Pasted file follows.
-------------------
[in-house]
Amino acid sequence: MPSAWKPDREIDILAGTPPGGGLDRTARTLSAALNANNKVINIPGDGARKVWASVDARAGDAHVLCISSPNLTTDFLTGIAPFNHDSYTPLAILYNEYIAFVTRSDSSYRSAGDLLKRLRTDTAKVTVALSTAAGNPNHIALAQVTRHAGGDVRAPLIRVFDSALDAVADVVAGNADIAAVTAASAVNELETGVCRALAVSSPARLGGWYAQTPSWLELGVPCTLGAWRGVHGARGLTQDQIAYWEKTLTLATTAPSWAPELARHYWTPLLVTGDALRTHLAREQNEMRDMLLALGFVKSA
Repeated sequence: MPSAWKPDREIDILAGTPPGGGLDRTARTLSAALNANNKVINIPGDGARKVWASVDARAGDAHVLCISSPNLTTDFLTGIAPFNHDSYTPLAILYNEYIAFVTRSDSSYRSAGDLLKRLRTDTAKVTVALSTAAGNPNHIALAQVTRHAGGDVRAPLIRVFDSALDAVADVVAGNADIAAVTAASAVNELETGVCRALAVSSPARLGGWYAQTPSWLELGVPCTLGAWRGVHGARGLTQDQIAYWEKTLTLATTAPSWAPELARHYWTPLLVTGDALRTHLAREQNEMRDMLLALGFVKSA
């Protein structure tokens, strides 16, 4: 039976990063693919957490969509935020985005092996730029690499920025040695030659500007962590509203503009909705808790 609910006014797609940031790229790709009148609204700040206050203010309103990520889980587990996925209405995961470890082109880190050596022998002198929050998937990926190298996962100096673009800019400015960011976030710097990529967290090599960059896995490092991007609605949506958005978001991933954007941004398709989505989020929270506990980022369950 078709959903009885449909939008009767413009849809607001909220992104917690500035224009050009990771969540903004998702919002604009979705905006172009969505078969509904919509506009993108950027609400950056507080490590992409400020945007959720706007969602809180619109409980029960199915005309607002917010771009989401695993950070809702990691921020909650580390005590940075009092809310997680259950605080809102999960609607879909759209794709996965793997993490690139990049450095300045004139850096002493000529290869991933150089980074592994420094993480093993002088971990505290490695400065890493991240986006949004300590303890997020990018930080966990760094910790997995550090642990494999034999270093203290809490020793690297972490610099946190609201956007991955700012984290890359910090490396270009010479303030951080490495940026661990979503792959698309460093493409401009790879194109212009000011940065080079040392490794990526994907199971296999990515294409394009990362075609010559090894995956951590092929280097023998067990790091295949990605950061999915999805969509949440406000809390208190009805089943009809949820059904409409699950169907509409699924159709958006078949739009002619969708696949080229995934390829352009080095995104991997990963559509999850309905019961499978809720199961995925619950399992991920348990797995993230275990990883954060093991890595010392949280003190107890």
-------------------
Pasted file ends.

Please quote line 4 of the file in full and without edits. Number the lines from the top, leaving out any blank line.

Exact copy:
């Protein structure tokens, strides 16, 4: 039976990063693919957490969509935020985005092996730029690499920025040695030659500007962590509203503009909705808790 609910006014797609940031790229790709009148609204700040206050203010309103990520889980587990996925209405995961470890082109880190050596022998002198929050998937990926190298996962100096673009800019400015960011976030710097990529967290090599960059896995490092991007609605949506958005978001991933954007941004398709989505989020929270506990980022369950 078709959903009885449909939008009767413009849809607001909220992104917690500035224009050009990771969540903004998702919002604009979705905006172009969505078969509904919509506009993108950027609400950056507080490590992409400020945007959720706007969602809180619109409980029960199915005309607002917010771009989401695993950070809702990691921020909650580390005590940075009092809310997680259950605080809102999960609607879909759209794709996965793997993490690139990049450095300045004139850096002493000529290869991933150089980074592994420094993480093993002088971990505290490695400065890493991240986006949004300590303890997020990018930080966990760094910790997995550090642990494999034999270093203290809490020793690297972490610099946190609201956007991955700012984290890359910090490396270009010479303030951080490495940026661990979503792959698309460093493409401009790879194109212009000011940065080079040392490794990526994907199971296999990515294409394009990362075609010559090894995956951590092929280097023998067990790091295949990605950061999915999805969509949440406000809390208190009805089943009809949820059904409409699950169907509409699924159709958006078949739009002619969708696949080229995934390829352009080095995104991997990963559509999850309905019961499978809720199961995925619950399992991920348990797995993230275990990883954060093991890595010392949280003190107890």